Whether to expand Medicaid is the major health care question facing Texas legislators this session. Although Gov. Rick Perry has compared adding impoverished adults to the rolls of the state program to adding more people to the Titanic, Democrats and even some fiscal conservatives argue that expanding the program under the federal Affordable Care Act is a wise budgetary decision. The threat of the governor’s veto will make it difficult for advocates of expansion, but Democrats, some local government officials and some health care lobbyists are optimistic that lawmakers can find a route to expand Medicaid that circumvents the governor’s veto power.
This interactive breaks down the numbers behind some of the arguments for and against the Medicaid expansion. As they contemplate their decision, lawmakers will weigh factors including enrollment growth, costs and savings, and the effects on the rate of insured.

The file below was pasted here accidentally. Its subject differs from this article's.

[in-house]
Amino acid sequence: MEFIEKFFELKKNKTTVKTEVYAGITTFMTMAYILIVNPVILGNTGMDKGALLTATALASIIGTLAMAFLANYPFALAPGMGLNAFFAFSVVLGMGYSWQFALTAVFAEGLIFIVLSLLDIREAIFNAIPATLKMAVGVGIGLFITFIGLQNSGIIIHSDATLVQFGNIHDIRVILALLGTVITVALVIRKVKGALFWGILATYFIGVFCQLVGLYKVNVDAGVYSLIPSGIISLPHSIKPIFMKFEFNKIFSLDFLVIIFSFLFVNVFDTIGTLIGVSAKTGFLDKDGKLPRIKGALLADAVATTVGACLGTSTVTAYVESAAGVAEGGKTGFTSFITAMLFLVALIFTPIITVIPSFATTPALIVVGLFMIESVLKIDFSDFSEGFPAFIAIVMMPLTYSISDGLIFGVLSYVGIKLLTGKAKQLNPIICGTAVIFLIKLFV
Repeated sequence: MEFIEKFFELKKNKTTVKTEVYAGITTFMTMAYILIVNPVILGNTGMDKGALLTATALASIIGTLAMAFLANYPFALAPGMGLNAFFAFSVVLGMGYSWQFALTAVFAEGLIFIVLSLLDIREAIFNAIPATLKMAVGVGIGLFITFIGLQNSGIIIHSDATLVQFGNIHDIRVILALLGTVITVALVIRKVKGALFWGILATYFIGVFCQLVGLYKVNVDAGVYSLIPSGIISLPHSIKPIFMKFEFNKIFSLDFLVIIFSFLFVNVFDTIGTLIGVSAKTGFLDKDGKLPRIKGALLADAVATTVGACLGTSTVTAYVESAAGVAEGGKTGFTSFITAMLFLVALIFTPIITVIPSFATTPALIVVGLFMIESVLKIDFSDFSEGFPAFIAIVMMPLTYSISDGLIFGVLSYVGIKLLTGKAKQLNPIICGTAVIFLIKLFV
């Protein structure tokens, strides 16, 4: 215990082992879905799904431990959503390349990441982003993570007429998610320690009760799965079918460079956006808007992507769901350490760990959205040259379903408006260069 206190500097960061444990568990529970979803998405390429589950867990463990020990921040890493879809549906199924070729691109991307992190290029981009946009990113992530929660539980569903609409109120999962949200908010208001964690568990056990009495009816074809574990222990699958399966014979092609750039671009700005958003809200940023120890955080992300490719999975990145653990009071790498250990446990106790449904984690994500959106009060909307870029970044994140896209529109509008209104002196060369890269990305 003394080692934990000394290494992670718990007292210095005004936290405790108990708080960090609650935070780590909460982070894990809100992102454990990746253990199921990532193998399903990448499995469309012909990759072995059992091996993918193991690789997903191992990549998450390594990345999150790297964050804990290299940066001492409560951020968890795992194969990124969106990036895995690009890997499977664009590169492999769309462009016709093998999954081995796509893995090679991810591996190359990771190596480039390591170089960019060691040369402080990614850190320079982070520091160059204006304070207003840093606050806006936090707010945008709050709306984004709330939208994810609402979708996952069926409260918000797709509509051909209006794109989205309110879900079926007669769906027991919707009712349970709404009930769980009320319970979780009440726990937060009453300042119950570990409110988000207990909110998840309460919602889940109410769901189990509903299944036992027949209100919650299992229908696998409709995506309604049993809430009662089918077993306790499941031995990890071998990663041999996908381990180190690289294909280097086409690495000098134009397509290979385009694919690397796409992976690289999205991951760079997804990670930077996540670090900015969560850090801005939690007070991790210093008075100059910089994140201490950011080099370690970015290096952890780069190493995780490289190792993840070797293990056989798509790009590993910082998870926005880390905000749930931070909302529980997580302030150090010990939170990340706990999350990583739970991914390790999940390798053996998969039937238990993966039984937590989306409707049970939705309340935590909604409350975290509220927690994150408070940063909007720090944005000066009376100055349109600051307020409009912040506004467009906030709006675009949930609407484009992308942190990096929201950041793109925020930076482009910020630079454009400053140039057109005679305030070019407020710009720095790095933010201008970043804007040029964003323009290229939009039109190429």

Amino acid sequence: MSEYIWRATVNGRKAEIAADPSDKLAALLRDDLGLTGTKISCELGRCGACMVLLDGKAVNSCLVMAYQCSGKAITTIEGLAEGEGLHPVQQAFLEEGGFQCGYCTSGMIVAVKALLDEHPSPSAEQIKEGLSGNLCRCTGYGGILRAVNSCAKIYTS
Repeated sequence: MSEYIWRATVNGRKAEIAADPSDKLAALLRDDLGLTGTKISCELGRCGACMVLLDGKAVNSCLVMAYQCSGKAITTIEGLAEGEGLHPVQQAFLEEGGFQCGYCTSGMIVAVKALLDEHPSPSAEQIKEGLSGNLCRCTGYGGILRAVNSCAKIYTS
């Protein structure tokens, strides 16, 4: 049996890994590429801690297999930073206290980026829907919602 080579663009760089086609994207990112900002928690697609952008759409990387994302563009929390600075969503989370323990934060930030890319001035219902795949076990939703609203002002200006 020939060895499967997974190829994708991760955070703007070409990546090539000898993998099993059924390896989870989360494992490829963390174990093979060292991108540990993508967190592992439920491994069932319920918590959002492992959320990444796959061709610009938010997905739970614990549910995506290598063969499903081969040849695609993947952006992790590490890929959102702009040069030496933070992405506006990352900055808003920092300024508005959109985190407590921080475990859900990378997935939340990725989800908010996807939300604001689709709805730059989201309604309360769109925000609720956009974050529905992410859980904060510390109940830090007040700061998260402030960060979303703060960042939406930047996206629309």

Medicaid Enrollment Growth
This graph shows the change in Medicaid enrollment spurred by the Affordable Care Act, according to estimates by the Texas Health and Human Services Commission. Click on the legend to add or remove a group from view. For example, select "Baseline - Projected 2013 Enrollment" to see how the the number of enrollees covered by the expansion compares with the expected number of enrollees in 2013.
The HHSC estimates 341,000 Texans would qualify for Medicaid under the expansion rules in 2014. And by 2016, more than 1 million Texans would be added to the program through the expansion. Additionally, 3.7 million Texans are expected to enroll in Medicaid in 2013; population growth and demographic changes will add 1.45 million eligible Texans to the program; and 402,000 Texans, mostly children, who already qualify for Medicaid are likely to be enrolled in response to the federal reforms. All tallied, Medicaid enrollment is estimated to surpass 6.6 million by 2016.